Thanks. Photo Sphere is pretty cool, straightforward to use once you add the additional dependencies (3 other JS files, really). The only catch I found so far is my attempts to have the sphere render images in a JQuery Modal dialog. It won't do it at first display but if you go fullscreen, it will have loaded. Maybe there's a way to do it but it's not a big deal for me (I'm ok with opening the content in a new window).
Wow, thank you for all of the great ideas everyone. I really appreciate you taking the time to share your work. I might get to the point of trying some of these out of necessity. I was really hoping for native support by ESRI. Because of the sheer volume of construction photos we could possibly take, the 360 photos work great to reduce the number of images you need to take. I need something quick and simple that wont require programming or separate web hosting outside of ArcGIS.com. I have also looked at using Mapillary, and Holobuilder but I would much rather use the ArcGIS.com subscription I already pay for, rather than subscribe to another service. If I go out and take 500 pre-construction photos of a 10 mile water main, it would be time consuming to do any sort of manual linking of 360 photos to an outside source. The Geotagged photos to features with attachements tools works great for this purpose, but is missing that last final piece with 360 photo support in ArcGIS.com.
Can anyone from ESRI chime in here on when 360 support will be native?
I agree that it would be nice to see native support but I feel like so many factors are at play with things like this. I have dealt with spherical images from a few different sources (or cameras) and they are not all the same. There seems to be a 'standard' kind of developing, and it's basically what Facebook will take since they do well with 360 degree photos. If you're outside that standard, then it's a bit of work to modify things to make the images work.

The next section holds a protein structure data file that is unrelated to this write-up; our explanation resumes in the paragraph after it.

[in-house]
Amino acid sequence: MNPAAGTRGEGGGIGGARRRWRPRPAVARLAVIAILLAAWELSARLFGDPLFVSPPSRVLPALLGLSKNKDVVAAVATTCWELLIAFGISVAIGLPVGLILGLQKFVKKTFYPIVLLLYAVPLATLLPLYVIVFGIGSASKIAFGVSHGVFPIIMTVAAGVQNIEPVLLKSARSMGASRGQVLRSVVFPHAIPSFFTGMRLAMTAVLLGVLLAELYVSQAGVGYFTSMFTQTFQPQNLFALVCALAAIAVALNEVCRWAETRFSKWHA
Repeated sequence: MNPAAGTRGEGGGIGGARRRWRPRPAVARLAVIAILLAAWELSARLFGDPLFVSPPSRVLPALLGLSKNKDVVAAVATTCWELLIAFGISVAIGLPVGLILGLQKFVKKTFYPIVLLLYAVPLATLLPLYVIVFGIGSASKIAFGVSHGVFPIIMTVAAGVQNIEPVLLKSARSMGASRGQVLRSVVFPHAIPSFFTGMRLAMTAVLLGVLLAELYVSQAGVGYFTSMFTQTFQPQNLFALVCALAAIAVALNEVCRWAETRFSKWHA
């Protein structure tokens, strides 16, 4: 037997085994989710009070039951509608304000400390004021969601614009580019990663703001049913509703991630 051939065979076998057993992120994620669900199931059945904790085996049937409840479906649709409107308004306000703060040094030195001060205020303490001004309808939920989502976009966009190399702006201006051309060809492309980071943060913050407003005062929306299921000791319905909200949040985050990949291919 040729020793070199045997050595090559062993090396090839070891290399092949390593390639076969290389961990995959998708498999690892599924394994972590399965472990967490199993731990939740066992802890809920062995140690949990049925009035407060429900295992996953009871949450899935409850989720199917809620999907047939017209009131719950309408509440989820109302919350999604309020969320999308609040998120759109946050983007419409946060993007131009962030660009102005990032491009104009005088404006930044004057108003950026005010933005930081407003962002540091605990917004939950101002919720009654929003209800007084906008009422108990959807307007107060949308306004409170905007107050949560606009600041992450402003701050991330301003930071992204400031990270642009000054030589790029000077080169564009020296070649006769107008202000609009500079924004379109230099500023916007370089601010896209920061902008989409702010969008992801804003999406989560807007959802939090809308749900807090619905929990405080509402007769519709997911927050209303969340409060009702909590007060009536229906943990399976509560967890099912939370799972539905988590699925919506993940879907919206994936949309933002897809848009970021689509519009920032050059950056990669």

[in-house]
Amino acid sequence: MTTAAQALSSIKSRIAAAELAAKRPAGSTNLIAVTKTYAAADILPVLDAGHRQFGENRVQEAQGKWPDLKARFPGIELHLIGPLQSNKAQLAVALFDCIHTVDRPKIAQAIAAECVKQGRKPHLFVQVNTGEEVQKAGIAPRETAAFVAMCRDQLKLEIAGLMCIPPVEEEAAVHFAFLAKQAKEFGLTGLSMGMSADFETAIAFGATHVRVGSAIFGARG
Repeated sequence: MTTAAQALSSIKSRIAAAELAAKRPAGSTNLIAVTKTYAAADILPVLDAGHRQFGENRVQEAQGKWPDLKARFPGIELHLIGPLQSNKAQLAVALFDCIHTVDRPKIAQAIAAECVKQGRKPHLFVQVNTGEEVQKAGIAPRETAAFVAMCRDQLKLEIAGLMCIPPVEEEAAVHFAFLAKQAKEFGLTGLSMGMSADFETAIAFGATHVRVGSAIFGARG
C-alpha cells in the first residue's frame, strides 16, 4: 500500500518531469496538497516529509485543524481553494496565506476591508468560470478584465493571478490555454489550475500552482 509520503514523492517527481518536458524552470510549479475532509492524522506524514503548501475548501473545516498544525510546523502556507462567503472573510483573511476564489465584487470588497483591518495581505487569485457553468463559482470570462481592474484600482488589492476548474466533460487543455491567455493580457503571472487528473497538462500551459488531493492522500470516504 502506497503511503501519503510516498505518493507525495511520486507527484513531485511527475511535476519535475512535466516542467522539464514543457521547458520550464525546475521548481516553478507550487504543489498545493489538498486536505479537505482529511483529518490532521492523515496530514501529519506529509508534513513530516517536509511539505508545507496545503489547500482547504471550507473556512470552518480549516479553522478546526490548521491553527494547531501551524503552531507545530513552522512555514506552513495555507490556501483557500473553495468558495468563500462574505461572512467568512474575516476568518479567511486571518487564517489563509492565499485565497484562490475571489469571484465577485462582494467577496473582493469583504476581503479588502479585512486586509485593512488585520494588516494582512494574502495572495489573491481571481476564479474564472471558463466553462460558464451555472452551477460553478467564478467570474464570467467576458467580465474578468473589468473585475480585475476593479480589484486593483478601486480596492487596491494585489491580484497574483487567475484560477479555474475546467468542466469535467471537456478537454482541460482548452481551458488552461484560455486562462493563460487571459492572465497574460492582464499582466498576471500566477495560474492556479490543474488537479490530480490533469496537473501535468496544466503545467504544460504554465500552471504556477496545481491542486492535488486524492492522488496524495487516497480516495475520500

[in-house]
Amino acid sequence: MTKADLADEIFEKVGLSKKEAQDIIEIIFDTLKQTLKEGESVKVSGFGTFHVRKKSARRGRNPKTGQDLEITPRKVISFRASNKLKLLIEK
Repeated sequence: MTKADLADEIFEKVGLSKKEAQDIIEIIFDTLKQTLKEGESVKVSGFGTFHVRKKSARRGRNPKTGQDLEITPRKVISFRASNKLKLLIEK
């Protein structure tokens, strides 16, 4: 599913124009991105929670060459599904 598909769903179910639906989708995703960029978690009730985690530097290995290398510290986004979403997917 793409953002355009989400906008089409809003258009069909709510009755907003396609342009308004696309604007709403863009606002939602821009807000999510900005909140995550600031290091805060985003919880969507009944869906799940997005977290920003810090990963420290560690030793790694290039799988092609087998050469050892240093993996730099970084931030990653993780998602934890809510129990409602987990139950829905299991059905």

In any case, we have come up with a pretty fast process to throw 300+ images onto a map with spherical support that has streamlined things a lot.
1. Crews take the shots in the field and have each photo geotagged (with us, we have an external GPS unit that plugs in, but with many new cameras, this is just built-in).
2. I quickly throw the photos onto our website server - just a simple drag-and-drop, keeping the native name.
3. I use an open source program called ExifTool (ExifTool by Phil Harvey ) to quickly generate a spreadsheet that spits out all Exif data of the photos, including Lat and Long coordinates.
4. I modify the spreadsheet to add some project data and the linking variable for the Pannellum viewer (it's super quick with just an easy formula from Excel).
5. I throw the lat/long coords on the map (ArcGIS Pro), plot the points, then publish the data. I could stop here but have one more step.
6. In ArcGIS.com, I fiddle around with the popup to make it look nice, show a thumbnail, have a link for the image and that's it!
About 300 photos could take maybe 2 hours to do all this and most of that time is just uploading the photos to the web. (I suppose the step number 1 would take the most time since the crews are in the field, but I deal with steps 2 through 6, haha).
I much more prefer to use my own website for hosting the photos since I can get to them directly and quickly, with the extension intact (the .jpg at the end). ArcGIS.com hosting would eat up my credits for storage.